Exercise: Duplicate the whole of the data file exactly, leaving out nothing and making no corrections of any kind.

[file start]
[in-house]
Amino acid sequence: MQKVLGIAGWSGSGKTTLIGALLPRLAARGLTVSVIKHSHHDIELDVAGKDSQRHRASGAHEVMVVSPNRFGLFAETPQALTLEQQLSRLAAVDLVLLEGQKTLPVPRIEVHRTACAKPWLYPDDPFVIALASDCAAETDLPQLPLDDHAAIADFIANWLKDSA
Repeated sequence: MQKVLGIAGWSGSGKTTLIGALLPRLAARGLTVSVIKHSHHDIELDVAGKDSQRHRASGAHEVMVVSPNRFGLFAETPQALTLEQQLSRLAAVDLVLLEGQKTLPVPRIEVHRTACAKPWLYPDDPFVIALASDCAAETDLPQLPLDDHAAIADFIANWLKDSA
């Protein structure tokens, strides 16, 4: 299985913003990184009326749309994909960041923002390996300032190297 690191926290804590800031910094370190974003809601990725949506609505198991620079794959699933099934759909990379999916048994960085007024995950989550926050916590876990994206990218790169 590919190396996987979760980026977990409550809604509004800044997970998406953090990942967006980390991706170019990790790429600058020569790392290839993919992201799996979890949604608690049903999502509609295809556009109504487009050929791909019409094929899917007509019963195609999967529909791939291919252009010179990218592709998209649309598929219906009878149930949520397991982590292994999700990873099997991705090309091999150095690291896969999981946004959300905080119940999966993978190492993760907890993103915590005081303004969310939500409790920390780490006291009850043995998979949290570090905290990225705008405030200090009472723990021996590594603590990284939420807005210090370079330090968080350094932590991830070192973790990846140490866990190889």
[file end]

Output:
[in-house]
Amino acid sequence: MQKVLGIAGWSGSGKTTLIGALLPRLAARGLTVSVIKHSHHDIELDVAGKDSQRHRASGAHEVMVVSPNRFGLFAETPQALTLEQQLSRLAAVDLVLLEGQKTLPVPRIEVHRTACAKPWLYPDDPFVIALASDCAAETDLPQLPLDDHAAIADFIANWLKDSA
Repeated sequence: MQKVLGIAGWSGSGKTTLIGALLPRLAARGLTVSVIKHSHHDIELDVAGKDSQRHRASGAHEVMVVSPNRFGLFAETPQALTLEQQLSRLAAVDLVLLEGQKTLPVPRIEVHRTACAKPWLYPDDPFVIALASDCAAETDLPQLPLDDHAAIADFIANWLKDSA
């Protein structure tokens, strides 16, 4: 299985913003990184009326749309994909960041923002390996300032190297 690191926290804590800031910094370190974003809601990725949506609505198991620079794959699933099934759909990379999916048994960085007024995950989550926050916590876990994206990218790169 590919190396996987979760980026977990409550809604509004800044997970998406953090990942967006980390991706170019990790790429600058020569790392290839993919992201799996979890949604608690049903999502509609295809556009109504487009050929791909019409094929899917007509019963195609999967529909791939291919252009010179990218592709998209649309598929219906009878149930949520397991982590292994999700990873099997991705090309091999150095690291896969999981946004959300905080119940999966993978190492993760907890993103915590005081303004969310939500409790920390780490006291009850043995998979949290570090905290990225705008405030200090009472723990021996590594603590990284939420807005210090370079330090968080350094932590991830070192973790990846140490866990190889």